Word of the Day : March 31, 2012


verb rih-ZYLE


: recoil, retract; especially : to return to a prior position

Did You Know?

"Resile" is a resilient word; it's been around in English since at least 1529. It's also a cousin of "resilient" - both words derive from the Latin verb "resilire,” which means to "jump back" or "recoil." ("Resilire" in turn comes from "salire," meaning "to jump.") "Resilient" focuses on the ability of something to "bounce back" from damage, whereas "resile" generally applies to someone or something that withdraws from an agreement or "jumps back" from a stated position. "Resile" is a word that shows up only occasionally in U.S. sources; it is more common in British and especially Australian English.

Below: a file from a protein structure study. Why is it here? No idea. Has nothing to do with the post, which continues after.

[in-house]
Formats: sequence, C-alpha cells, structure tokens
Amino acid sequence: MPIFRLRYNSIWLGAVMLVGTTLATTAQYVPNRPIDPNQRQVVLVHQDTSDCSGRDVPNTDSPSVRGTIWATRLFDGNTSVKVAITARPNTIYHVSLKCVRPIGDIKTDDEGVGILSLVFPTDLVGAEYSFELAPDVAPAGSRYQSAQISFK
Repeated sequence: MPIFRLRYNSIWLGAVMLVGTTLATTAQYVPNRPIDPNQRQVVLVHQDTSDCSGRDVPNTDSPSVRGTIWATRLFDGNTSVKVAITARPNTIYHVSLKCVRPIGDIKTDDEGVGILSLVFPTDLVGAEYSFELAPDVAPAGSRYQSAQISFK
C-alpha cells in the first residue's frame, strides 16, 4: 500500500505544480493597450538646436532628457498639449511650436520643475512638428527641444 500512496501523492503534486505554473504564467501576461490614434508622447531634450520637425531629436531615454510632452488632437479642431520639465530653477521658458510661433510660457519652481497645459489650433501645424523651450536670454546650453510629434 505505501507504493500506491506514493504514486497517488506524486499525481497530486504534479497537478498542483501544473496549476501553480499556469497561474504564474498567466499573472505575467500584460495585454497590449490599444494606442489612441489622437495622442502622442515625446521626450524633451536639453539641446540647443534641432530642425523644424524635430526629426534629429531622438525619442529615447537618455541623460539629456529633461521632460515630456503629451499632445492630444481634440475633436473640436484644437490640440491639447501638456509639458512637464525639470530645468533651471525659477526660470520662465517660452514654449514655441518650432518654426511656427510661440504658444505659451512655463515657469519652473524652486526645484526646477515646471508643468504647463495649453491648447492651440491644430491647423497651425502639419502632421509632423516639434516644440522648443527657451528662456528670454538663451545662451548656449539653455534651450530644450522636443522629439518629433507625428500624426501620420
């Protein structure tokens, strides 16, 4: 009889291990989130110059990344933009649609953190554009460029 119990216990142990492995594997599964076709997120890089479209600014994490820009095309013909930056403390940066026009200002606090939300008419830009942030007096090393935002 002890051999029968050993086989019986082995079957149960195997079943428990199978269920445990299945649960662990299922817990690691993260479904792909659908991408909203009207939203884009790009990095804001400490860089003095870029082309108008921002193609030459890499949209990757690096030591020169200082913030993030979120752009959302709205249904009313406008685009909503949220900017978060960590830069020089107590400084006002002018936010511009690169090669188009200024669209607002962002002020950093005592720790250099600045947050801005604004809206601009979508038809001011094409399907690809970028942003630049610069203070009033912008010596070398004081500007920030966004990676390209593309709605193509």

The politician said he was sorry that his comments had caused offense, but he stopped short of resiling from his position.

"Conservatives should not resile from talking about this subject on moral as well as practical grounds." - From an editorial in The Daily Telegraph (London), January 28, 2012

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What recent Word of the Day begins with "u" and means "to criticize" or "to scold"? The answer is ...


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